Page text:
Plan and plant ahead to give your home some winter cheer after the holidays—plant an amaryllis bulb. The bulb contains everything it needs to produce large, showy flowers that will brighten your winter days. All you need to do is plant the bulb using seven easy steps, water sparingly, then sit back and watch the growth. Click here to see the seven steps in a simple, one-minute video.
Archive for the Clippings department
Detroit Free Press:
A pretty, invasive plant that flowers in late summer and early fall is spreading throughout Michigan. And it’s so prolific and tough, it can grow through sidewalks, driveways and building foundations.
Japanese knotweed, native to East Asia, has become such a pervasive invader in Great Britain that those with it on their property can have trouble getting a mortgage or home insurance. It’s not to that point in Michigan — and concerned ecologists want to keep it that way.
The law prohibits bringing the plant into the state or moving it around within Michigan.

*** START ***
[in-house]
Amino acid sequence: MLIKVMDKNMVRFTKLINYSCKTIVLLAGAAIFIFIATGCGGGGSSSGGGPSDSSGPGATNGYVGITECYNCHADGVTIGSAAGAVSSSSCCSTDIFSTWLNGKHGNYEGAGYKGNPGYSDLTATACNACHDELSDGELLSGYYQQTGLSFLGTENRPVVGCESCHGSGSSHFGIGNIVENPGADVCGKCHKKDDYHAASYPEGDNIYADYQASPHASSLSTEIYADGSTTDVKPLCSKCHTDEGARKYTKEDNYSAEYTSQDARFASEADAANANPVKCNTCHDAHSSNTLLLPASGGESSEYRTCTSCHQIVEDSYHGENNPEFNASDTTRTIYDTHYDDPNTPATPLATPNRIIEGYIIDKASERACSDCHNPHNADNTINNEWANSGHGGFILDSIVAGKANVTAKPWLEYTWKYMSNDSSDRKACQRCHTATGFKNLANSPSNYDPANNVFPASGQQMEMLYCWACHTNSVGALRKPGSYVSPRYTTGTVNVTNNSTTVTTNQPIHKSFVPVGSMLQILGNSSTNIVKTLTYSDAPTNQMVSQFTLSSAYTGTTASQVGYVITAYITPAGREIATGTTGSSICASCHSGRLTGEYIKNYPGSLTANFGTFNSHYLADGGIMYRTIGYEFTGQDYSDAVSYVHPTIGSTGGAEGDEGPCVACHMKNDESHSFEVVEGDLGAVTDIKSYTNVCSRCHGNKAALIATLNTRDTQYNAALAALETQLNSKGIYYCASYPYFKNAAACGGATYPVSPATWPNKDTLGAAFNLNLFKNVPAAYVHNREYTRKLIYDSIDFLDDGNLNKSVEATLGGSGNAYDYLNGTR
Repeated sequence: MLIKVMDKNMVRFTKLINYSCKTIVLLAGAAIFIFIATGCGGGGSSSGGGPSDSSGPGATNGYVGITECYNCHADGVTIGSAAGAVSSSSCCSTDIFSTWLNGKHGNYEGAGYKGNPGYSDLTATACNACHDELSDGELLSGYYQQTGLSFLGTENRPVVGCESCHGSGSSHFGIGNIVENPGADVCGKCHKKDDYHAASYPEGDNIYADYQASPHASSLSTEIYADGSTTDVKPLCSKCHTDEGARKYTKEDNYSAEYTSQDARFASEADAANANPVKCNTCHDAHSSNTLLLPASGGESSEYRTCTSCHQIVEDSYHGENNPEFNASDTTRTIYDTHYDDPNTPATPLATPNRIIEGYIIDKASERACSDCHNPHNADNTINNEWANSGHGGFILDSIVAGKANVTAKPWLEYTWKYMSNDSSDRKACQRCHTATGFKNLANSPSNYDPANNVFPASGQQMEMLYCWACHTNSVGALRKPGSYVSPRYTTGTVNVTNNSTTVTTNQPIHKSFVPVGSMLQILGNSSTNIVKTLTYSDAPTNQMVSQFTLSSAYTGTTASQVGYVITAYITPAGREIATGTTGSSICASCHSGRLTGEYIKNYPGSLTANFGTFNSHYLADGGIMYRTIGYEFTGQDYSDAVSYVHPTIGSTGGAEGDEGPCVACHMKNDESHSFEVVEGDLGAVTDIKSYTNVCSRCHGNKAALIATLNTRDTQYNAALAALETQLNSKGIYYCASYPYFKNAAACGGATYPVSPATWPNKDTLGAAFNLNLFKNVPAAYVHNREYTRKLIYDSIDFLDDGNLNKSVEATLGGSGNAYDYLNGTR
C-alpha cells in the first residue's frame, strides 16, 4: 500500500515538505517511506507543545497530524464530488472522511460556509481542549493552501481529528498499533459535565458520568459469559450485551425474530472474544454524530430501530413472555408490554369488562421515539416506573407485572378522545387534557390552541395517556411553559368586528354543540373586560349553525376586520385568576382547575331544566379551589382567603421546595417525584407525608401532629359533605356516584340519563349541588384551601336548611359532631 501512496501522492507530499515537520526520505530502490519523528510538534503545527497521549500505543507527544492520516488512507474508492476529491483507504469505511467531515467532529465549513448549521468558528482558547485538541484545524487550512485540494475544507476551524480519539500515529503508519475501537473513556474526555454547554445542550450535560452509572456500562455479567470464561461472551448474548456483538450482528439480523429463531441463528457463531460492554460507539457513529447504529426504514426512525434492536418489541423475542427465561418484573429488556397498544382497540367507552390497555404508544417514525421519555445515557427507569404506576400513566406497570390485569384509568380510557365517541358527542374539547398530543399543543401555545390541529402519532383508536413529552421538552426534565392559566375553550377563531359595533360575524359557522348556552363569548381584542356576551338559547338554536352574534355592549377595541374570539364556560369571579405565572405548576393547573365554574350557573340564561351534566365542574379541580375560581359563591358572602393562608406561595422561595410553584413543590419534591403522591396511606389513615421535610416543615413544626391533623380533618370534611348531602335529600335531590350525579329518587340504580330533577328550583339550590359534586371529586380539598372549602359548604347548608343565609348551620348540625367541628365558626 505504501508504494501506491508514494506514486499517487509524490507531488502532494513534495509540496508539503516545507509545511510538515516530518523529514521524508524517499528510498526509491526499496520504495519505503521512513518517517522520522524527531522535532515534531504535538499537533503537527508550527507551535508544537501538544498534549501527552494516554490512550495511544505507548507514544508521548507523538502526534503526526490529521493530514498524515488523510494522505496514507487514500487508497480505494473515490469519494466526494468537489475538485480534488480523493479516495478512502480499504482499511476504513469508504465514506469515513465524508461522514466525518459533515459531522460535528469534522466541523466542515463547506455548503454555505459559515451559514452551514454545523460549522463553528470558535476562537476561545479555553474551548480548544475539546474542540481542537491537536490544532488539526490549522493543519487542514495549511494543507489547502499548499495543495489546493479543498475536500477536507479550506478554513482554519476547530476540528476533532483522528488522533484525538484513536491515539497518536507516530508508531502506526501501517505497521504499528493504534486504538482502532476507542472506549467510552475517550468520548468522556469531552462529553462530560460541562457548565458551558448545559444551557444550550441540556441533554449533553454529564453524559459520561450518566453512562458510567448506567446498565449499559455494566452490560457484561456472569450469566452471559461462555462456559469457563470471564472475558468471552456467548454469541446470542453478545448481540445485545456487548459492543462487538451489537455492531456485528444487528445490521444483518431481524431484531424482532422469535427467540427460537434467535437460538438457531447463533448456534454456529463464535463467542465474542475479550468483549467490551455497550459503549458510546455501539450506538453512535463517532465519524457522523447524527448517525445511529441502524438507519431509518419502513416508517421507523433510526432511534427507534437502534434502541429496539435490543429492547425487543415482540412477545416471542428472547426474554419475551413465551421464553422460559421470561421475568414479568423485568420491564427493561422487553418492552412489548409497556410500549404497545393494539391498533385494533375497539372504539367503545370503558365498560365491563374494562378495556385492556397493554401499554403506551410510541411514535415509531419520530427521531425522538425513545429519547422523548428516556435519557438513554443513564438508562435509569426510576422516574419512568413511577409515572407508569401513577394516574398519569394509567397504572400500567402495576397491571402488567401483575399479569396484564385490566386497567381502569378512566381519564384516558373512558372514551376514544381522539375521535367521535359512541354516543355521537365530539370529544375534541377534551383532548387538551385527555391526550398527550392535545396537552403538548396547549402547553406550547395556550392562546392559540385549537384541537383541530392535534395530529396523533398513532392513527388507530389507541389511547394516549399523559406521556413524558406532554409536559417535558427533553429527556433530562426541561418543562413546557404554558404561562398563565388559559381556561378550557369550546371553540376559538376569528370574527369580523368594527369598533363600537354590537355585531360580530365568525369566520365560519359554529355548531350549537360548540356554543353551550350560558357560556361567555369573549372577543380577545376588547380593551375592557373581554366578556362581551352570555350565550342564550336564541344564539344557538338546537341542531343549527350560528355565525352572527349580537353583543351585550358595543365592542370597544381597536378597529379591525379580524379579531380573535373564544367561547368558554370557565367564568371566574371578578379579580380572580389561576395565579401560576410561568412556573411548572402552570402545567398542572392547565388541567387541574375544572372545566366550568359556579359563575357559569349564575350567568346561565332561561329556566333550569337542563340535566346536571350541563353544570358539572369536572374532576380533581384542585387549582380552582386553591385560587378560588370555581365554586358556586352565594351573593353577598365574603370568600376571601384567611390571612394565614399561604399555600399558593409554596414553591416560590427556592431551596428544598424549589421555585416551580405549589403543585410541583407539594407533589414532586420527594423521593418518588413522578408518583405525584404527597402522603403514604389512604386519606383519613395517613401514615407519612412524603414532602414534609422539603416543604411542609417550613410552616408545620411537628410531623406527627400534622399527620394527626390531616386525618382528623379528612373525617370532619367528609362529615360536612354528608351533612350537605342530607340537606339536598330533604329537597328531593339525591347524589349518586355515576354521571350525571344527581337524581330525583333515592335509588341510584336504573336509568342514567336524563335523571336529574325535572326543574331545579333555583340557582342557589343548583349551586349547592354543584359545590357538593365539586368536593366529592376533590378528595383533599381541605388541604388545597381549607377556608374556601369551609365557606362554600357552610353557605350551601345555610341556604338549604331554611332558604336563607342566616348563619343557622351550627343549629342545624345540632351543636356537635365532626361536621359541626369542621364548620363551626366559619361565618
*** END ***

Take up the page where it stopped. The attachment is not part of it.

The shrub-like plant features a hollow, bamboo-like stem and broad leaves in a zigzag pattern up the shoot. It grows up to 10 feet in height. In Michigan, the plant blooms small, creamy white flowers in August and September. Its root network and rhizomes — a stem that grows horizontally under the ground — can grow up to 65 feet away from the weed, shooting up additional plants along its path.
The Detroit News:
Entrepreneurs are taking advantage of inexpensive former warehouses and factories in Detroit and transforming them for agricultural use to produce local foods.
There’s a growing movement of using vacant buildings and spaces to produce lettuce, basil and kale, and even experiment with fish farming — year-round.
And the city is considering regulations that could expand indoor agriculture even more.
“Fifteen, 20 years from now, we want people to say, ‘Of course they grow kale in that building,’ ” said Ron Reynolds, co-founder of Green Collar Foods Ltd. It built its first indoor-farming research hub in Eastern Market’s Shed 5 in 2015.
Great Lake Echo:
Experts used to say the number of ash trees lost in Michigan was tens of millions.
Now they say hundreds of millions, according to Deb McCullough, a professor in Michigan State University’s entomology and forestry departments. Still, there’s hope for the ash’s survival.
“In a nutshell, what I found is that [ash] seems to be holding on quite well,” said Dan Kashian, who studies ash tree regeneration.